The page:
Luxembourg: New income tax treaty with UK is signed

A new Luxembourg-UK income tax treaty was signed on 7 June 2022.

A new Luxembourg-UK income tax treaty was signed on 7 June 2022.

A new Luxembourg-UK income tax treaty was signed on 7 June 2022. The new treaty will replace the currently applicable income tax treaty and will enter into force once both countries have ratified the text and exchanged the ratification instruments.  

The main new provisions of the new treaty are summarized below.

Tax residence (art. 4 and protocol)

The new treaty defines the term “resident of a Contracting State” as any person who, under the laws of that state, is liable to tax therein by reason of its domicile, residence, place of management, place of incorporation, place of registered office or any other criterion of a similar nature. The current treaty does not refer to the place of incorporation or registered office. In addition, recognized pension funds are now explicitly considered to be tax residents for the purpose of the new treaty.

Luxembourg collective investment vehicles (CIVs), such as Luxembourg UCITS, UCIs part II, SIFs and RAIFs, are considered to be Luxembourg residents if: (1) they are treated as body corporates for Luxembourg tax purposes, and (2) to the extent they are held by so-called “equivalent beneficiaries.” However, if the CIV is a UCITS, or its unitholders are composed of at least 75% of “equivalent beneficiaries,” the CIV is considered as a de facto resident of Luxembourg and the beneficial owner of the income it receives.

A person is considered to be an “equivalent beneficiary” if it is (1) a resident of Luxembourg, or (2) a resident of any other jurisdiction with which the UK has arrangements that provide for the exchange of information and who would be entitled under an income tax treaty with the UK to a tax rate at least as low as the rate claimed under the new treaty by the CIV, when receiving the particular item of income for which the new treaty benefits can be claimed.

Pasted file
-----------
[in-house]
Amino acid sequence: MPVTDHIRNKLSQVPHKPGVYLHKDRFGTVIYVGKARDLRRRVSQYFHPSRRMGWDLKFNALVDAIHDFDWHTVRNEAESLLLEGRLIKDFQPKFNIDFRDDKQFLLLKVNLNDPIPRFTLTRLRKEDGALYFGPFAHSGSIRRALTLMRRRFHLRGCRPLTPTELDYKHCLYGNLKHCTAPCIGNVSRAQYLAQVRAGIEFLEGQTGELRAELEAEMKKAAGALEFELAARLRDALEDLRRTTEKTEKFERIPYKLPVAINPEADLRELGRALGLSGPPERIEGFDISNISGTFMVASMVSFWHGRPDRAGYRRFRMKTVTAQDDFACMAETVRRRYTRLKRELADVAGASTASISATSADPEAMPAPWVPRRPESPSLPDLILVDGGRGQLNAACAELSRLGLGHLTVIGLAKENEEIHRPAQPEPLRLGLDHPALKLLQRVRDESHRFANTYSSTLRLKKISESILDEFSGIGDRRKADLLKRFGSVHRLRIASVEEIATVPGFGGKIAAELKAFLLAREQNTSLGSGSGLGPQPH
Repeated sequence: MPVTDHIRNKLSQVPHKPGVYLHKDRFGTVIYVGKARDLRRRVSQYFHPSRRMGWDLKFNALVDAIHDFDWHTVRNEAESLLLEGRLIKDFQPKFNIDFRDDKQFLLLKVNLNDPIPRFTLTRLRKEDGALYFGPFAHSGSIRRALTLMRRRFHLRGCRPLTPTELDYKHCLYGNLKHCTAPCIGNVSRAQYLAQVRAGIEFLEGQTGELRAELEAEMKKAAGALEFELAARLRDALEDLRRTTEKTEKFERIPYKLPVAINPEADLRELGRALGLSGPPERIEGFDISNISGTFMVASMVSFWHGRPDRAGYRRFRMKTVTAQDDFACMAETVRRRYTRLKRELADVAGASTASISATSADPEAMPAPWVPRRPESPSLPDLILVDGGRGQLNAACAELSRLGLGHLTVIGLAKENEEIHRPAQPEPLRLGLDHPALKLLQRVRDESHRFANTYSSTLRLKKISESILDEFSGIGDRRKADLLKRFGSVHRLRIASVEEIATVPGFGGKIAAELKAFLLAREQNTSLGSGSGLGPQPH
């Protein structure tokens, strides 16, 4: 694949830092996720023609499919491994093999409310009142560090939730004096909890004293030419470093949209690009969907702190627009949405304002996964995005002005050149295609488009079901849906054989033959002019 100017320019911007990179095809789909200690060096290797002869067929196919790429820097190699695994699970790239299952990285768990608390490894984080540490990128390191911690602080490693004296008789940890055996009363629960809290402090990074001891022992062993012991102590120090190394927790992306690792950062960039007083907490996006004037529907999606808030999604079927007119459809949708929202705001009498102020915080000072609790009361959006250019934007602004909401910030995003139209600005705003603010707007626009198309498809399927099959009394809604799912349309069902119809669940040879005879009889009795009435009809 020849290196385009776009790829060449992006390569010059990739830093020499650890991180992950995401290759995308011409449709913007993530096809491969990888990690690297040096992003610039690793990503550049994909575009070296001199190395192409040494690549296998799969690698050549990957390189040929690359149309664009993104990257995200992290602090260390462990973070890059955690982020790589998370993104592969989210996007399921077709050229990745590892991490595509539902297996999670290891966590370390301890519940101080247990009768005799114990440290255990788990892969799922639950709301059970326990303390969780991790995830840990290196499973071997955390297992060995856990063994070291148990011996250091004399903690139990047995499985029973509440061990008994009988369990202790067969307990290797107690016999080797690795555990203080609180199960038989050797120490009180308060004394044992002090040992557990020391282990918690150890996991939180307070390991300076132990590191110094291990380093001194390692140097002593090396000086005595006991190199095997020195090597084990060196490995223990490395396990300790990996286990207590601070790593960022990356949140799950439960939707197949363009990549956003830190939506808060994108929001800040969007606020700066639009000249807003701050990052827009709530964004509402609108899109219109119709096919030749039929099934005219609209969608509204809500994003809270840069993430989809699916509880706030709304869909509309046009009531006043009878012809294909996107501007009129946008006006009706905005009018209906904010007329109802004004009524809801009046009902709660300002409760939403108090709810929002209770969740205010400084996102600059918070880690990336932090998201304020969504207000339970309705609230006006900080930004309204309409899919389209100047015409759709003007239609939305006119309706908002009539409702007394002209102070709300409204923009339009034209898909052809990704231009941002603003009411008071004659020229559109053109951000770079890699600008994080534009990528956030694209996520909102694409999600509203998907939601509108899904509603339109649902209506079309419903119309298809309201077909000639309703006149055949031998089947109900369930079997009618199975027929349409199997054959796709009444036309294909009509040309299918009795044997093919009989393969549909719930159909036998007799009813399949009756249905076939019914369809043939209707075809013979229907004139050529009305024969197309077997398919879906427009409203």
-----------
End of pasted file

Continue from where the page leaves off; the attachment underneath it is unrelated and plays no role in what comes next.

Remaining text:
Where a person (other than an individual) is considered to be a resident of both the UK and Luxembourg based on the provisions of the new treaty, the place of effective management is no longer considered to be the definitive tie-breaker rule. Instead, the new treaty provides that the competent tax authorities shall determine by mutual agreement where this person is considered to be a tax resident, having considering its place of effective management, the place where it is incorporated or constituted and any other relevant factors. In case no agreement is reached, the person should not be entitled to the benefit of the new treaty, except if provided otherwise by the competent tax authorities.